Prolonged difficulties and the delay of the Savior’s rescue mission, made the pastor’s task insurmountable. The pastor to the Hebrews tried to awaken their memories. “Remember those early days after you had received the light, when you stood your ground in a great contest in the face of suffering. Sometimes you were publicly exposed to insult and persecution; at other times you stood side by side with those who were so treated. You sympathized with those in prison and joyfully accepted the confiscation of property, because you knew that you yourselves had better and lasting possessions. So do not throw away your confidence; it will be richly rewarded. You need to persevere so that when you have done the will of God, you will receive what he has promised. For in just a very little while, ‘He who is coming will come and will not delay. But my righteous one will live by faith. And if he shrinks back, I will not be pleased with him.’ But we are not of those who shrink back and are destroyed, but of those who believe and are saved”(Heb. 10:32-39). Therefore, since such a great cloud of witnesses surrounds us, let us throw off everything that hinders and the sin that so easily entangles, and let us run with perseverance the race marked out for us. Let us fix our eyes on Jesus, the author and finisher of our faith, who for the joy set before him endured the cross, scorning its shame, and sat down at the right hand of the throne of God. Consider him who endured such opposition from sinful men, so that you will not grow weary and lose heart” (Heb. 12:1-3).
The Apostle Peter saw yet another reason for the delay of Christ’s return. The faithful were being built into a spiritual house of living stones for the purpose of being a holy priesthood offering spiritual sacrifices to God (I Pe. 2: 5). The delay was merely giving God’s people time to make things right (I Pe. 4:17). He wrote, “But do not forget this one thing, dear friends: With the Lord a day is like a thousand years, and a thousand years are like a day. The Lord is not slow in keeping his Promise, as some understand slowness. He is patient with you, not wanting anyone to perish, but everyone to come to repentance” (II Pe. 3:8-9). “But the day of the Lord will come like a thief. The heavens will disappear with a roar; the elements will be destroyed by fire, and the earth and everything in it will be laid bare. Since everything will be destroyed in this way, what kind of people ought you to be? You ought to live holy and goodly lives as you look forward to the day of God and speed it’s coming. That day will bring about the destruction of the heavens by fire, and the elements will melt in the heat. But in keeping with his promise we are looking forward to a new heaven and a new earth, the home of righteousness” (II Pe. 3:10-13).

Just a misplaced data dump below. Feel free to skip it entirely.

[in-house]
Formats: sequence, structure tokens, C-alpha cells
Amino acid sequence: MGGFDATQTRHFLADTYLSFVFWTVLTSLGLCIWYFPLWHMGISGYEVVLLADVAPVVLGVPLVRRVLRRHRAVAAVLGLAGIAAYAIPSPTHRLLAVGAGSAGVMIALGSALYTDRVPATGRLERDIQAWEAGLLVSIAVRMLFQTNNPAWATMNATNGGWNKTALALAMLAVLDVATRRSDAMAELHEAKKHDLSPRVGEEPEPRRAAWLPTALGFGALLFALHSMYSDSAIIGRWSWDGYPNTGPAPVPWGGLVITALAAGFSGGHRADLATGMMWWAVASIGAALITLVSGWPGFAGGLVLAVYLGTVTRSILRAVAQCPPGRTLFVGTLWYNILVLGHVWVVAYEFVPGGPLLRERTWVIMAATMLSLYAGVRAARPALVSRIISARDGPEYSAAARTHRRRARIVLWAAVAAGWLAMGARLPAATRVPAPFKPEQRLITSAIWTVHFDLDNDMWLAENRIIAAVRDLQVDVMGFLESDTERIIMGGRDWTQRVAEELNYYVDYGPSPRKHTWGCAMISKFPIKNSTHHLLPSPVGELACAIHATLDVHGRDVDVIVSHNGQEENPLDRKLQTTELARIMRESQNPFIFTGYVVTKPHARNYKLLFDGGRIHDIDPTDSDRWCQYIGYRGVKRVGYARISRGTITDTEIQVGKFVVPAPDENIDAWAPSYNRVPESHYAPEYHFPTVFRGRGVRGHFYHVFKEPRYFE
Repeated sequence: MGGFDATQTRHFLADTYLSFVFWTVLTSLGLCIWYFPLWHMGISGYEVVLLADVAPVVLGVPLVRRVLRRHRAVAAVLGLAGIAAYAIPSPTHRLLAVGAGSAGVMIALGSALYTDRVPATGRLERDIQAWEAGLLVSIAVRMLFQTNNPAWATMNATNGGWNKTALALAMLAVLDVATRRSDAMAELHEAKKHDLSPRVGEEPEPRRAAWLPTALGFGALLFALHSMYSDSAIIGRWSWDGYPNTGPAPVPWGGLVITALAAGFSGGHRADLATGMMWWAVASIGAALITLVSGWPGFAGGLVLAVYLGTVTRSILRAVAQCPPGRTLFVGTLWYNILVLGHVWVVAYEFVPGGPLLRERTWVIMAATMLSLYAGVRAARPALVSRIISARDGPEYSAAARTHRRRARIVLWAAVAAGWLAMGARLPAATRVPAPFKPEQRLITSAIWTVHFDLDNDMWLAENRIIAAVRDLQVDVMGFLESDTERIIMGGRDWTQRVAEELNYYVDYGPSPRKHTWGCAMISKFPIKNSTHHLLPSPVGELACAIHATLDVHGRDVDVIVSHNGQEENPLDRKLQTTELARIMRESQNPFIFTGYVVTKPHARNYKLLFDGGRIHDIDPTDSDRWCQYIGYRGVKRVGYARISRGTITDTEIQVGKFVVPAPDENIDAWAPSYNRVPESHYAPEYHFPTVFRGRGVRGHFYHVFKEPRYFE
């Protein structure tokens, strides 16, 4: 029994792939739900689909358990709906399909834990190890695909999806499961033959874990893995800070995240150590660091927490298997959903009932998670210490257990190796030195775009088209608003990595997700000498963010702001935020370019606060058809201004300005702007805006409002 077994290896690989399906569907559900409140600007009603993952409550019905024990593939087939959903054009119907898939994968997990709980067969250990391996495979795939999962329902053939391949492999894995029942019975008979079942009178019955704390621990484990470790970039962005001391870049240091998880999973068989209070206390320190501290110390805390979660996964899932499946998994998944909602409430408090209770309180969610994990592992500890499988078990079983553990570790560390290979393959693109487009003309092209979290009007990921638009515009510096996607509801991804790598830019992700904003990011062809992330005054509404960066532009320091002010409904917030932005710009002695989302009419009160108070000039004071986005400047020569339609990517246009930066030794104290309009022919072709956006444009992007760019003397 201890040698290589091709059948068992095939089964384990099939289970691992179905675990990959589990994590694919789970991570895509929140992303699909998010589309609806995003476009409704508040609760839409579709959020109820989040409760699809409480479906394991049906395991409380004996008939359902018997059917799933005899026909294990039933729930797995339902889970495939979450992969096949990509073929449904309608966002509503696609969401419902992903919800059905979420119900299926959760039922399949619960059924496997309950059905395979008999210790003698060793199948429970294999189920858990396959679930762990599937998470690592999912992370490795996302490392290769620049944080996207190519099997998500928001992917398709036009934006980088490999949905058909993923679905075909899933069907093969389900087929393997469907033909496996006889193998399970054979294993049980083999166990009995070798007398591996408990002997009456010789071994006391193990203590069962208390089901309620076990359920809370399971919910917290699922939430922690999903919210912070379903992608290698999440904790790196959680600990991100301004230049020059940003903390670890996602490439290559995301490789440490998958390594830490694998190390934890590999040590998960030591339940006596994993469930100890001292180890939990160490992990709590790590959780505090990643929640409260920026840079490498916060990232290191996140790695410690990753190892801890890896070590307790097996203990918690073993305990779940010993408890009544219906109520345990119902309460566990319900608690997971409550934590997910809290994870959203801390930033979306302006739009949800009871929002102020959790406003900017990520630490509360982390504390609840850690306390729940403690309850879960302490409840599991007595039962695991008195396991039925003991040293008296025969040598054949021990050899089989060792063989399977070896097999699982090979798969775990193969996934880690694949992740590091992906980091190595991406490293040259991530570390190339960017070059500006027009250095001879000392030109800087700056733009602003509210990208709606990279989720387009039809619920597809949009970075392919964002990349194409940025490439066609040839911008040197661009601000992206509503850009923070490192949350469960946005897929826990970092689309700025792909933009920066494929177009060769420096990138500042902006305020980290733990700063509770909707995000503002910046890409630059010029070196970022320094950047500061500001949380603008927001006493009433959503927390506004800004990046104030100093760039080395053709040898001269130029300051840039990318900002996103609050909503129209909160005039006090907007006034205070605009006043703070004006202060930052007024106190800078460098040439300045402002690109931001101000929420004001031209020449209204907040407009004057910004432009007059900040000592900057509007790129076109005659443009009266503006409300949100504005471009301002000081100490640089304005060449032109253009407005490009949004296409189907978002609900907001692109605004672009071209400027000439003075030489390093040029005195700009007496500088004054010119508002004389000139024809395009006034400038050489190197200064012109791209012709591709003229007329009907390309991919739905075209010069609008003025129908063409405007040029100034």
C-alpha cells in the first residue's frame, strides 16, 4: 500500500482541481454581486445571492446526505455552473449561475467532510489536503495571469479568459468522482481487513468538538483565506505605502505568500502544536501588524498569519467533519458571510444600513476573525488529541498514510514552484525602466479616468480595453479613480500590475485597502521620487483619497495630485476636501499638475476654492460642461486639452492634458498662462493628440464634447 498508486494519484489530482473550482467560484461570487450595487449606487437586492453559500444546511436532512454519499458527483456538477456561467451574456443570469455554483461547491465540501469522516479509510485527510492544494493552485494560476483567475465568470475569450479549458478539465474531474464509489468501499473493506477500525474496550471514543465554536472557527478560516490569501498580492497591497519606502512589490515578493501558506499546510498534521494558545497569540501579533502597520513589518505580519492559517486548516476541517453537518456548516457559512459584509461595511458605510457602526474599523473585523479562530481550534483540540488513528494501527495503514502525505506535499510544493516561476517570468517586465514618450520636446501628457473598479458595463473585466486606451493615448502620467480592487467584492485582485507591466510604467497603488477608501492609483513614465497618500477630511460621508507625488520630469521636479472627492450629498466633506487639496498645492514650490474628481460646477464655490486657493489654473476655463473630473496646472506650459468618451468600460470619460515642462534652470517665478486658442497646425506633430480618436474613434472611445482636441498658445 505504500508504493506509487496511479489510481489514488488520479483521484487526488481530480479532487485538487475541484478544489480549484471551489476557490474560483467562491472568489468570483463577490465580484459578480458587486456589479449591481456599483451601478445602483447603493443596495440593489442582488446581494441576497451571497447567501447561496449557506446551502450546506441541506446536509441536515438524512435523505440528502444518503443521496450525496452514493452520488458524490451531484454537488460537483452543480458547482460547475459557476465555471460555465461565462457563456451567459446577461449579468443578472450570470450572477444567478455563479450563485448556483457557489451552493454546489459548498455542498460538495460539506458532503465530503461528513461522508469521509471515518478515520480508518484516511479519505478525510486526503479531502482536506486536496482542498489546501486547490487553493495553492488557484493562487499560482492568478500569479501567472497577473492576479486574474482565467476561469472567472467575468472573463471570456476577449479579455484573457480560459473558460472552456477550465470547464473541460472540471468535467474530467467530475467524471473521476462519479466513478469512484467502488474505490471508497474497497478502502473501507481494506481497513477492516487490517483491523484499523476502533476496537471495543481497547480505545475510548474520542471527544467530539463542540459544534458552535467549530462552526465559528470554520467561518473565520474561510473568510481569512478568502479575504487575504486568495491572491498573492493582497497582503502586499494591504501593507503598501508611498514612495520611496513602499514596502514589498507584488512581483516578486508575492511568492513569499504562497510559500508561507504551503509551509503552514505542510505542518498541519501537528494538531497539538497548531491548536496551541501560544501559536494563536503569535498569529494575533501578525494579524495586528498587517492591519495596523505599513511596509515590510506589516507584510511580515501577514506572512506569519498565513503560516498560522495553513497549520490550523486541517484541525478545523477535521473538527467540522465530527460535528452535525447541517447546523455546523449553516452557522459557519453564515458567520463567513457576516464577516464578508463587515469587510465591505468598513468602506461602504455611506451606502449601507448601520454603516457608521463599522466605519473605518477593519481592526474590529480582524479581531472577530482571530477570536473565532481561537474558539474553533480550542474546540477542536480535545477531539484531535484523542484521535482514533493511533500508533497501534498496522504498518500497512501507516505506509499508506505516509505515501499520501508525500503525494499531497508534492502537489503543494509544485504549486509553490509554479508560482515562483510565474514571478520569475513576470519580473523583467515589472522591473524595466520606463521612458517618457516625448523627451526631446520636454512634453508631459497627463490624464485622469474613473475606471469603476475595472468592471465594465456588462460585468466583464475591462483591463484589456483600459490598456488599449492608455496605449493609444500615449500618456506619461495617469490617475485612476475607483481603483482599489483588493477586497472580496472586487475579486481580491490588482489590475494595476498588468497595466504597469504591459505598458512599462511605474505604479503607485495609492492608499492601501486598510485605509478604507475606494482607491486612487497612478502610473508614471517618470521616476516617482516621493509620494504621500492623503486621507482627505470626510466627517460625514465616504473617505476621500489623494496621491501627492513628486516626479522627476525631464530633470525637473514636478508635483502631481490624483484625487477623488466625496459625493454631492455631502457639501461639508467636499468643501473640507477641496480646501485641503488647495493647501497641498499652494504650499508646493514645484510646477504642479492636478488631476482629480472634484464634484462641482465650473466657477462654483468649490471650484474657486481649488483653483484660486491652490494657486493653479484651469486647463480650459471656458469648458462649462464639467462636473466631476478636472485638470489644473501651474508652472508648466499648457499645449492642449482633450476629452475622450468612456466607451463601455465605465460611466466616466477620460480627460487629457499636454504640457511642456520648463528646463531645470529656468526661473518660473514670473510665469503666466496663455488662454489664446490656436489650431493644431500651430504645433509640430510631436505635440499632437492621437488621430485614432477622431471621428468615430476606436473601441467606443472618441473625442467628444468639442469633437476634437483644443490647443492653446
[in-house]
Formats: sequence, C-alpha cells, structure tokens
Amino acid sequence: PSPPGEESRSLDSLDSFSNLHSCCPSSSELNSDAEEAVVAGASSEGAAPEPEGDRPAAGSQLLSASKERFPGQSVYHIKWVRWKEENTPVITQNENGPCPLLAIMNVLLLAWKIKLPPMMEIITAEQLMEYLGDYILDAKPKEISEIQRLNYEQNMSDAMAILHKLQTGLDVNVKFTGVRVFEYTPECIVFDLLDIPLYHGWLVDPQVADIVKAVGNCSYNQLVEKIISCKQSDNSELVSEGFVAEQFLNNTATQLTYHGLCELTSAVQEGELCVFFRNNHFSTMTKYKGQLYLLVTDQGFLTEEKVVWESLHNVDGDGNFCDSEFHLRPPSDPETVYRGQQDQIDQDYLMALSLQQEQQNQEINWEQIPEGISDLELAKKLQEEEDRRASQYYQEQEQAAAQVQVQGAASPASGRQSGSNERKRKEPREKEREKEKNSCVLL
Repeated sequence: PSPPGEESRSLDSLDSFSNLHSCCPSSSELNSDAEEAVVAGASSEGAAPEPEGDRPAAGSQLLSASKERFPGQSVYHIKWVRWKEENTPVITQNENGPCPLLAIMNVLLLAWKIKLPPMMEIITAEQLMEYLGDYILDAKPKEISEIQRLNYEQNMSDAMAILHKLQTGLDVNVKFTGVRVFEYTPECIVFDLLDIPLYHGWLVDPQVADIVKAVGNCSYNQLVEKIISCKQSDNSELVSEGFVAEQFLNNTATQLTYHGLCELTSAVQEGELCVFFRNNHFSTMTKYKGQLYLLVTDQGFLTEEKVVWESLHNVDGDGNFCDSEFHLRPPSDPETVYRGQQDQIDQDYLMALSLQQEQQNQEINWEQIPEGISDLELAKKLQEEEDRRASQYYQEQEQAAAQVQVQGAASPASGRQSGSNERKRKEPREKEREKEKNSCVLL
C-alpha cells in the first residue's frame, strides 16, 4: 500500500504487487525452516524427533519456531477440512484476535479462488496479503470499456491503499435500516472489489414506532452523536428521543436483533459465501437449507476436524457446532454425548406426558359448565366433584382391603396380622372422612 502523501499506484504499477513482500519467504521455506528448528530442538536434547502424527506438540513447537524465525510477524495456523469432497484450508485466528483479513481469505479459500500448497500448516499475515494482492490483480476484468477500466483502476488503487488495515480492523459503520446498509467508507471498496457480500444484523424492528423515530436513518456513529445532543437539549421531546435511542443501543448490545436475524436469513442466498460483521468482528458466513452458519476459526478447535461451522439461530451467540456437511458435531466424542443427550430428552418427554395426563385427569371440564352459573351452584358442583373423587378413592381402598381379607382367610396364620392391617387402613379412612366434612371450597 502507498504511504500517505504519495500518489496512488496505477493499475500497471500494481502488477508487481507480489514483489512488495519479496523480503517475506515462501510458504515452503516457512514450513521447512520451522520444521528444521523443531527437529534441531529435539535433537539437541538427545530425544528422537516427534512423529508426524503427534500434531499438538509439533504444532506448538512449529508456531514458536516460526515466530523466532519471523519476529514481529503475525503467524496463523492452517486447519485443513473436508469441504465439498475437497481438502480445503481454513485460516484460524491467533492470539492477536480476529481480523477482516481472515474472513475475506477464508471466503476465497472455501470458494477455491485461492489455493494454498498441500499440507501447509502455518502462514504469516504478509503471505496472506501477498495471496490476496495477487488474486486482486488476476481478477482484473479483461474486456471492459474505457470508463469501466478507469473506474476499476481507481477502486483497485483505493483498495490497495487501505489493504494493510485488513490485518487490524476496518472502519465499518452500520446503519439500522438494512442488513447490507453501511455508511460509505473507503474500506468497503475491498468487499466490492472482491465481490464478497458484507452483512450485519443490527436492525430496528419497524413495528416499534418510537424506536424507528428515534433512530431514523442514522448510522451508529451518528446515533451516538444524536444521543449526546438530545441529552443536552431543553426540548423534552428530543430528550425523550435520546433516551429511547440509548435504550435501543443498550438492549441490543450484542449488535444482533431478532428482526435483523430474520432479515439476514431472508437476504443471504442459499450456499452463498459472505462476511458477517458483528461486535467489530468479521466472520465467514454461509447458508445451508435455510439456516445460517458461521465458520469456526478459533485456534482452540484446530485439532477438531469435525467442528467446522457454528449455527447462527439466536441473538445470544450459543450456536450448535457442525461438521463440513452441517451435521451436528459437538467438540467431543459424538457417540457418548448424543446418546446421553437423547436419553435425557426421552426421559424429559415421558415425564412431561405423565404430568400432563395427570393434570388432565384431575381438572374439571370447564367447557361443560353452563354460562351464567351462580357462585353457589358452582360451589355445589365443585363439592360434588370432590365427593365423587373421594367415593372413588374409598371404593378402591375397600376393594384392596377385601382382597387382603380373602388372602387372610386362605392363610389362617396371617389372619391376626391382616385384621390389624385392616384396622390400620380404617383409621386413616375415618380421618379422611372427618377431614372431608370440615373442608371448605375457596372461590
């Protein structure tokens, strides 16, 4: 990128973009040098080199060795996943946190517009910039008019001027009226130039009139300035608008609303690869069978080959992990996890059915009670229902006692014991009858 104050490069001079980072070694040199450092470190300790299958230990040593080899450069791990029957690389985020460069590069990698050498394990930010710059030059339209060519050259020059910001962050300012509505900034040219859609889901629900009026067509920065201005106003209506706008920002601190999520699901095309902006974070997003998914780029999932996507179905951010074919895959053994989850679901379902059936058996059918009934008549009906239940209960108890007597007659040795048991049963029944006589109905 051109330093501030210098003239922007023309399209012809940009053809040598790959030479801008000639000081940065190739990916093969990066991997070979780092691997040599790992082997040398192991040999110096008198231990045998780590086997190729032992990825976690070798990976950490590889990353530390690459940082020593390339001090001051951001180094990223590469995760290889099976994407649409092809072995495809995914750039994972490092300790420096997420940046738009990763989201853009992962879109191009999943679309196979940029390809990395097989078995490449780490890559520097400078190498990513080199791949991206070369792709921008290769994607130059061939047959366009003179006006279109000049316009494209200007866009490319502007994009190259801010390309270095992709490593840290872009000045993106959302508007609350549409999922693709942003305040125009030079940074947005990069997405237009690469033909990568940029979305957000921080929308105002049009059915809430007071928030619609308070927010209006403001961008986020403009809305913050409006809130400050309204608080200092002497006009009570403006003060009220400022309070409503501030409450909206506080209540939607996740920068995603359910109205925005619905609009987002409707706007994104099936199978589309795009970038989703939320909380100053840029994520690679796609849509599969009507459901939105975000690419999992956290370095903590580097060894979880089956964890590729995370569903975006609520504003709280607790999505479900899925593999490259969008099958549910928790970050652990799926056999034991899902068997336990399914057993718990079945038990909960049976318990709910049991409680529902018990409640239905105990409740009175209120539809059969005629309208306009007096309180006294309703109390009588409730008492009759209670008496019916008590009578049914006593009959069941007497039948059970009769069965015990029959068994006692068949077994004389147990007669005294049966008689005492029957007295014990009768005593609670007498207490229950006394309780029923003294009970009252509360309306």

The immanent return of Christ and “being saved by grace alone” raised a new brand of Christians. They had their bags packed for heaven and forgot to feed each other. The Gentiles had to help the people in Jerusalem (Gal. 2:10). From prison, Paul wrote to the Ephesians that they were saved by grace because God had a job for them (Eph. 2:10). They had to advance God’s purpose or Promise. To the Thessalonians Paul wrote: “If a man will not work, he shall not eat. We hear that some among you are idle. They are not busy; they are busybodies. Such people we command and urge in the Lord Jesus Christ, to settle down and earn the bread they eat. And as for you, brothers, never tire of doing what is right” (II Thes. 3:10). Peter was also troubled with the attitude that man could do nothing to please God. He was open to special insight and given the keys to the kingdom (Mt. 16:16-19). Here is one statement that has escaped because I became blinded by my inability to do anything that God could accept. I kept on hitching the cart before the horse. I too put God’s grace before his work or plan or promises. According to Peter, we will not see an ounce of grace until we appear before Christ and have done what he expects of us. “Therefore, prepare your minds for action; be self-controlled; set your hope fully on the grace to be given when Jesus Christ is revealed. As obedient children, do not conform to the evil desires you had when you lived in ignorance. But just as he who called you is holy, so be holy in all you do; for it is written, ‘Be holy, because I am holy’” (I Pe. 1:13-16).